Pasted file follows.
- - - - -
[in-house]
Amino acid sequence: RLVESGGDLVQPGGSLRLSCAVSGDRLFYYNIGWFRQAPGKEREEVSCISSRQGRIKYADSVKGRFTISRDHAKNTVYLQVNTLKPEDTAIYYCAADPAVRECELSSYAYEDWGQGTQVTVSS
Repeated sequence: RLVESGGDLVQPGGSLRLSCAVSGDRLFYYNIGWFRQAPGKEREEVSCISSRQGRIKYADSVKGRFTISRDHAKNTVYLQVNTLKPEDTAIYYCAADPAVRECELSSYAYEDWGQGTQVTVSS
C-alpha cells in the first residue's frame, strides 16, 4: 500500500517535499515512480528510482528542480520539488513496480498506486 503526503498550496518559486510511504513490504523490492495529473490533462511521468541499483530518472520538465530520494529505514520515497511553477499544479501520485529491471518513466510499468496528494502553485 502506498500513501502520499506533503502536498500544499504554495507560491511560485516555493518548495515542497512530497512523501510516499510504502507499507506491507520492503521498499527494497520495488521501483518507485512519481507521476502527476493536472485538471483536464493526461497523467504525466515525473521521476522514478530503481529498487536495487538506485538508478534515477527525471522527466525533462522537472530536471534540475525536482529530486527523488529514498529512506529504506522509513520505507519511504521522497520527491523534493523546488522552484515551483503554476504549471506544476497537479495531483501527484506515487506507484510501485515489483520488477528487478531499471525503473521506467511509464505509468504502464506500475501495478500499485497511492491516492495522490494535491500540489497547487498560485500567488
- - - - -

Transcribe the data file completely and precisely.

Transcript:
[in-house]
Amino acid sequence: RLVESGGDLVQPGGSLRLSCAVSGDRLFYYNIGWFRQAPGKEREEVSCISSRQGRIKYADSVKGRFTISRDHAKNTVYLQVNTLKPEDTAIYYCAADPAVRECELSSYAYEDWGQGTQVTVSS
Repeated sequence: RLVESGGDLVQPGGSLRLSCAVSGDRLFYYNIGWFRQAPGKEREEVSCISSRQGRIKYADSVKGRFTISRDHAKNTVYLQVNTLKPEDTAIYYCAADPAVRECELSSYAYEDWGQGTQVTVSS
C-alpha cells in the first residue's frame, strides 16, 4: 500500500517535499515512480528510482528542480520539488513496480498506486 503526503498550496518559486510511504513490504523490492495529473490533462511521468541499483530518472520538465530520494529505514520515497511553477499544479501520485529491471518513466510499468496528494502553485 502506498500513501502520499506533503502536498500544499504554495507560491511560485516555493518548495515542497512530497512523501510516499510504502507499507506491507520492503521498499527494497520495488521501483518507485512519481507521476502527476493536472485538471483536464493526461497523467504525466515525473521521476522514478530503481529498487536495487538506485538508478534515477527525471522527466525533462522537472530536471534540475525536482529530486527523488529514498529512506529504506522509513520505507519511504521522497520527491523534493523546488522552484515551483503554476504549471506544476497537479495531483501527484506515487506507484510501485515489483520488477528487478531499471525503473521506467511509464505509468504502464506500475501495478500499485497511492491516492495522490494535491500540489497547487498560485500567488